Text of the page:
April 29th, 2005


And gladly wolde he lerne and gladly teche.

Years ago, I was applying for a job as Director of a community center in Terre Haute. I was working on my doctorate at the time. The community center was largely patronized by African Americans, and I was, of course, white. The interview team was courteous and interested, though I was getting some obviously questioning looks. Then a woman on the panel asked me, "How would people who know you well describe you?"

Well, that's a standard interview question, I suppose. The thing was, my older sister had just started a Masters degree, and for one of her writing classes had had to write a description of someone she knew well. She chose me. So I actually had an answer for that question. I immediately replied, "As a cross between Chaucer's Clerke and Neil Diamond's Brother Love."

I didn't get the job.

Hal-ley, HAL-ley-loo-yah.

Here we go again.

So, the verdict and penalty in Beth Stroud's trial has been set aside by an appeals court. For those of you who don't follow the action, Stroud is the lesbian pastor who was put on trial in Pennsylvania this last year and stripped of her ministerial credentials for being a "self-avowed, practicing homosexual." General Conference and the Judicial Council have been trying to put teeth in our rules for years, and finally we got a case where the elders on the trial court had no choice but to follow those rules -- and then these apes on the Jurisdictional appeals court throw it out.

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Okay, you asked for it

There was a research team at a private university investigating the secrets of human longevity. They had a promising new drug to test, but they couldn't do human testing yet.

Porpoises constituted a good genetic model for this drug's action in humans, so they were designing a drug to make porpoises live longer -- even, indefinitely.

One of the critical components needed in this drug came from the organs of sea gulls. But to make it really effective, they needed to tinker with it. Eventually, they hit on the idea of doing some genetic engineering to add a couple of genes from African lions to their sea gulls and use the combined DNA to make their cetacean "elixir of life."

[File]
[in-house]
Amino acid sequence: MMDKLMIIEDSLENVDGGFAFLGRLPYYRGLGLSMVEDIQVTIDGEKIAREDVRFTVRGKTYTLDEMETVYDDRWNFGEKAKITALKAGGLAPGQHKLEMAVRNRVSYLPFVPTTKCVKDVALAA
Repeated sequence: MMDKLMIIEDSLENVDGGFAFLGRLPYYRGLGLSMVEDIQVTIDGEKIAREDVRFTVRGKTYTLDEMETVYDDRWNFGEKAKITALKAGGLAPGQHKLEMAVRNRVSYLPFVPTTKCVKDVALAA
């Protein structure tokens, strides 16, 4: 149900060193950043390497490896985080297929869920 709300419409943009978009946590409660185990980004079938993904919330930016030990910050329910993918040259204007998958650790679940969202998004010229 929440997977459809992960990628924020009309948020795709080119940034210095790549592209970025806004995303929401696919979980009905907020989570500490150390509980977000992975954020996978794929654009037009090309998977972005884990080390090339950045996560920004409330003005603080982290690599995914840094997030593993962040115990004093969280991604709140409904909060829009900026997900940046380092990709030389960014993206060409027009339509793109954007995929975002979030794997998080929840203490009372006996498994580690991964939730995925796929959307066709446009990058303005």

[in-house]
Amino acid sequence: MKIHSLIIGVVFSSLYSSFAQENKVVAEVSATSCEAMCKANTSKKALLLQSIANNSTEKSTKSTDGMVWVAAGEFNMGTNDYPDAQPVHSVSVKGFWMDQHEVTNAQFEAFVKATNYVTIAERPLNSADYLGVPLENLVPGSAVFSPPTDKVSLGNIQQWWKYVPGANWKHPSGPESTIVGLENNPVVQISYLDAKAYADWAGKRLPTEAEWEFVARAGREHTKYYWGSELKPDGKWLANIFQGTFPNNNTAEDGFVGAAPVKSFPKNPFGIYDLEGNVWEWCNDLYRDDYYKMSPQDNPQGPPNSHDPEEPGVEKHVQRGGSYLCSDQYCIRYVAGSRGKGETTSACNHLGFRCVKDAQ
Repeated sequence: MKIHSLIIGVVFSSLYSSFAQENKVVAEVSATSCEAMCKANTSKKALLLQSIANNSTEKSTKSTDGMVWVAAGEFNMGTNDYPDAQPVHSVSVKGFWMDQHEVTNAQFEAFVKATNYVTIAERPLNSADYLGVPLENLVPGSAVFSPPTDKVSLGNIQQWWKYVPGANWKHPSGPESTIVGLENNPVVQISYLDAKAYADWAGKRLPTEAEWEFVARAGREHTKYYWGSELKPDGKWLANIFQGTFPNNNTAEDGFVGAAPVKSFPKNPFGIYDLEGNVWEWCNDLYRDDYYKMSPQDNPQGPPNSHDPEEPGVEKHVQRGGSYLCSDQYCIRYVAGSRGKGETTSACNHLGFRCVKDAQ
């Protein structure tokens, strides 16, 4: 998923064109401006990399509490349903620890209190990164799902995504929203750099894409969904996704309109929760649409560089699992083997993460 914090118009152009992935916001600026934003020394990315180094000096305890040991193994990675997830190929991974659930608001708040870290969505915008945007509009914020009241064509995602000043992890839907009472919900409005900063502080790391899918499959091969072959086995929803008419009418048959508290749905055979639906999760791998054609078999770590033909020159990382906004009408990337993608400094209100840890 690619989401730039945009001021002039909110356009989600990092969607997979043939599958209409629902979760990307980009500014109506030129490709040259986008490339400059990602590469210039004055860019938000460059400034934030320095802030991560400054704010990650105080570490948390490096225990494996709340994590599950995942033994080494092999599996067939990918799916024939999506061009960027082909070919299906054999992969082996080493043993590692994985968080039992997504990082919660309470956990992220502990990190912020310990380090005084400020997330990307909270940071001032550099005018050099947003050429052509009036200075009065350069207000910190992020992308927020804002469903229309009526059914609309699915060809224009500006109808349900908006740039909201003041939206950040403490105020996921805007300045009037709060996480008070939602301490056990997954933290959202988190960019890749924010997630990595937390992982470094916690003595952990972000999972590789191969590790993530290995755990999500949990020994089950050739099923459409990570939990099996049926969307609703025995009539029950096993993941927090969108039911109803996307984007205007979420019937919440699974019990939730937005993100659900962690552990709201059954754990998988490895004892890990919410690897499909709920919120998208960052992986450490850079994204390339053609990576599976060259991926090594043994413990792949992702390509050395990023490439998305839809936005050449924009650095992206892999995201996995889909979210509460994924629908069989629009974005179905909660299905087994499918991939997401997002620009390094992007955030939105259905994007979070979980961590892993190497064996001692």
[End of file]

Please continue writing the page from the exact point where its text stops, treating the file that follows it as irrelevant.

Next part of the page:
They had permission to use the porpoises at the local aquarium. Sea gulls were plentiful in the area. But lions were hard to come by. The only lions were in the local zoo, and the zoo was operated by the government, so they would have to get permission from the State Department of Natural Resources as the technical owner of the lions, who oversaw their care.

Well, somebody forgot to sign the form, but the team went and procured blood samples from the lions anyway. But that meant that when the (now signed) form showed up at the State DNR a week later, together with the information that the lions' DNA had already been collected, the State Police was alerted and State Troopers promptly arrested the entire research team.

Why? Because everybody knows it is illegal to cross State lions with gulls for immortal porpoises.

Almost ready to go

I finished the rough budget for our trip to the UK, and we came up $700 short for the group (Total budget for group is about $18,500). Of course, I figured every expense as high as I dared, in order to leave wiggle room. But what it comes down to is, we're not going to be able to afford about 45 GBP (c. $90) each in admissions and activities. But considering the punishing number of things we say we want to do/see/visit/tour, my guess is time, travel deadlines, and lack of energy will whittle down the list of admissions that much easily. (The total for admissions and activities came to almost $3000 for the whole group, and would kill a carthorse to do them all.) The crew will just have to watch the money carefully and make choices as we go.

So, as near as can now be figured, we're dead on. Can I cook, or can I cook?